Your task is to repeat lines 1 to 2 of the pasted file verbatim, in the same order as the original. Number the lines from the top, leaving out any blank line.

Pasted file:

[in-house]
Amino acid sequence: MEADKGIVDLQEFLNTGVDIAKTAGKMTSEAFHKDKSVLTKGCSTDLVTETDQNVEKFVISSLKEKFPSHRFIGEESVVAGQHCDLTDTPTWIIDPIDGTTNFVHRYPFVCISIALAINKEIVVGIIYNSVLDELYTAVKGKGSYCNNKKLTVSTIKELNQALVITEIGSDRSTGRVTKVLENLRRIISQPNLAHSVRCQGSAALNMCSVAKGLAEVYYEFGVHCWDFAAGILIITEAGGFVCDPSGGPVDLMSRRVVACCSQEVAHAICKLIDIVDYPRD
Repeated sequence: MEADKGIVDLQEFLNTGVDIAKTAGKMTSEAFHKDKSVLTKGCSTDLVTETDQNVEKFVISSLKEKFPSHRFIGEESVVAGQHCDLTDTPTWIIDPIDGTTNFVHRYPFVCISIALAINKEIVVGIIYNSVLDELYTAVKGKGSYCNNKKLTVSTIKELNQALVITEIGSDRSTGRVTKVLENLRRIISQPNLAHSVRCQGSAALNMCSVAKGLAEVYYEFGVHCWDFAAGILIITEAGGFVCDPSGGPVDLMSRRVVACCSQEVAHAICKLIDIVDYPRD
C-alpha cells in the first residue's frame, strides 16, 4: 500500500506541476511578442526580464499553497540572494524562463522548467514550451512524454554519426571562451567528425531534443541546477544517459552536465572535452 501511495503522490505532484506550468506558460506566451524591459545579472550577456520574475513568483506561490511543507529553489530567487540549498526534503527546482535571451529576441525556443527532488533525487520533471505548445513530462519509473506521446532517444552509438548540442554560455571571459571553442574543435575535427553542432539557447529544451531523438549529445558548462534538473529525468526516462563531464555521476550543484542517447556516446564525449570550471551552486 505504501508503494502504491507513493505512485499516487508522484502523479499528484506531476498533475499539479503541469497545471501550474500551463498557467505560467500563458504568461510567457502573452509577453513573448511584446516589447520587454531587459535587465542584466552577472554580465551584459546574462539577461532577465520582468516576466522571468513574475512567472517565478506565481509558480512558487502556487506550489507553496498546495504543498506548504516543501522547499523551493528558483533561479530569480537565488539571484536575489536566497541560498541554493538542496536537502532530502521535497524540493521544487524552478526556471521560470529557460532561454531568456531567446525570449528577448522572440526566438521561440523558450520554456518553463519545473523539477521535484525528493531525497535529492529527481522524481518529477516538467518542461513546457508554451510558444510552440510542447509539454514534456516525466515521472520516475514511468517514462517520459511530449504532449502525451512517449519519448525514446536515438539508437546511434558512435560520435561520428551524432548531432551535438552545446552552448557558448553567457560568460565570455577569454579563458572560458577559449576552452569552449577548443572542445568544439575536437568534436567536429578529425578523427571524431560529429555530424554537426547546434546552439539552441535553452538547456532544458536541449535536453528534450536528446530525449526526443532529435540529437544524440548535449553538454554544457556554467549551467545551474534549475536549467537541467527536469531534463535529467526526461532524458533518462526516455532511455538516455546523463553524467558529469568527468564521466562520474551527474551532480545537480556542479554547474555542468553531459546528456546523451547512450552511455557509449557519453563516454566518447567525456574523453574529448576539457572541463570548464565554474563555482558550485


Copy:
[in-house]
Amino acid sequence: MEADKGIVDLQEFLNTGVDIAKTAGKMTSEAFHKDKSVLTKGCSTDLVTETDQNVEKFVISSLKEKFPSHRFIGEESVVAGQHCDLTDTPTWIIDPIDGTTNFVHRYPFVCISIALAINKEIVVGIIYNSVLDELYTAVKGKGSYCNNKKLTVSTIKELNQALVITEIGSDRSTGRVTKVLENLRRIISQPNLAHSVRCQGSAALNMCSVAKGLAEVYYEFGVHCWDFAAGILIITEAGGFVCDPSGGPVDLMSRRVVACCSQEVAHAICKLIDIVDYPRD